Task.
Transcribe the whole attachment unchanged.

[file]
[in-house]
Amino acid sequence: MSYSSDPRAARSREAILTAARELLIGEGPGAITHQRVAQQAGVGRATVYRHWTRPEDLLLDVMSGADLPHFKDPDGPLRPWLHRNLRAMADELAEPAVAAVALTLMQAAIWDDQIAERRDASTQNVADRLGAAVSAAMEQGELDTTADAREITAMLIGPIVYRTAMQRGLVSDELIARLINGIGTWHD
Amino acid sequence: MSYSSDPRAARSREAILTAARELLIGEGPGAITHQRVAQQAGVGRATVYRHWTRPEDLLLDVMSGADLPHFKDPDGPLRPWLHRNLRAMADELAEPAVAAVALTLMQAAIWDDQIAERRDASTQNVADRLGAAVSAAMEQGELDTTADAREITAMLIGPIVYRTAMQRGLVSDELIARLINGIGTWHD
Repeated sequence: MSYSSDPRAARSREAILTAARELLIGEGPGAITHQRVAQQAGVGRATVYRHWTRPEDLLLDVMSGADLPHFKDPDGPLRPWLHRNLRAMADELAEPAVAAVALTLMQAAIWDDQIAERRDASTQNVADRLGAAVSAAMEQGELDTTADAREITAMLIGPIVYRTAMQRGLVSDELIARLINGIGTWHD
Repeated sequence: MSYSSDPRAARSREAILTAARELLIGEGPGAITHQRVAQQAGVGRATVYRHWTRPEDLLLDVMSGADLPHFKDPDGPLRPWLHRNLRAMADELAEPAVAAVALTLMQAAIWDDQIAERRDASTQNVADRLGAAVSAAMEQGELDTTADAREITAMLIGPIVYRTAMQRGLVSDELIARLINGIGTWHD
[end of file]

[in-house]
Amino acid sequence: MSYSSDPRAARSREAILTAARELLIGEGPGAITHQRVAQQAGVGRATVYRHWTRPEDLLLDVMSGADLPHFKDPDGPLRPWLHRNLRAMADELAEPAVAAVALTLMQAAIWDDQIAERRDASTQNVADRLGAAVSAAMEQGELDTTADAREITAMLIGPIVYRTAMQRGLVSDELIARLINGIGTWHD
Amino acid sequence: MSYSSDPRAARSREAILTAARELLIGEGPGAITHQRVAQQAGVGRATVYRHWTRPEDLLLDVMSGADLPHFKDPDGPLRPWLHRNLRAMADELAEPAVAAVALTLMQAAIWDDQIAERRDASTQNVADRLGAAVSAAMEQGELDTTADAREITAMLIGPIVYRTAMQRGLVSDELIARLINGIGTWHD
Repeated sequence: MSYSSDPRAARSREAILTAARELLIGEGPGAITHQRVAQQAGVGRATVYRHWTRPEDLLLDVMSGADLPHFKDPDGPLRPWLHRNLRAMADELAEPAVAAVALTLMQAAIWDDQIAERRDASTQNVADRLGAAVSAAMEQGELDTTADAREITAMLIGPIVYRTAMQRGLVSDELIARLINGIGTWHD
Repeated sequence: MSYSSDPRAARSREAILTAARELLIGEGPGAITHQRVAQQAGVGRATVYRHWTRPEDLLLDVMSGADLPHFKDPDGPLRPWLHRNLRAMADELAEPAVAAVALTLMQAAIWDDQIAERRDASTQNVADRLGAAVSAAMEQGELDTTADAREITAMLIGPIVYRTAMQRGLVSDELIARLINGIGTWHD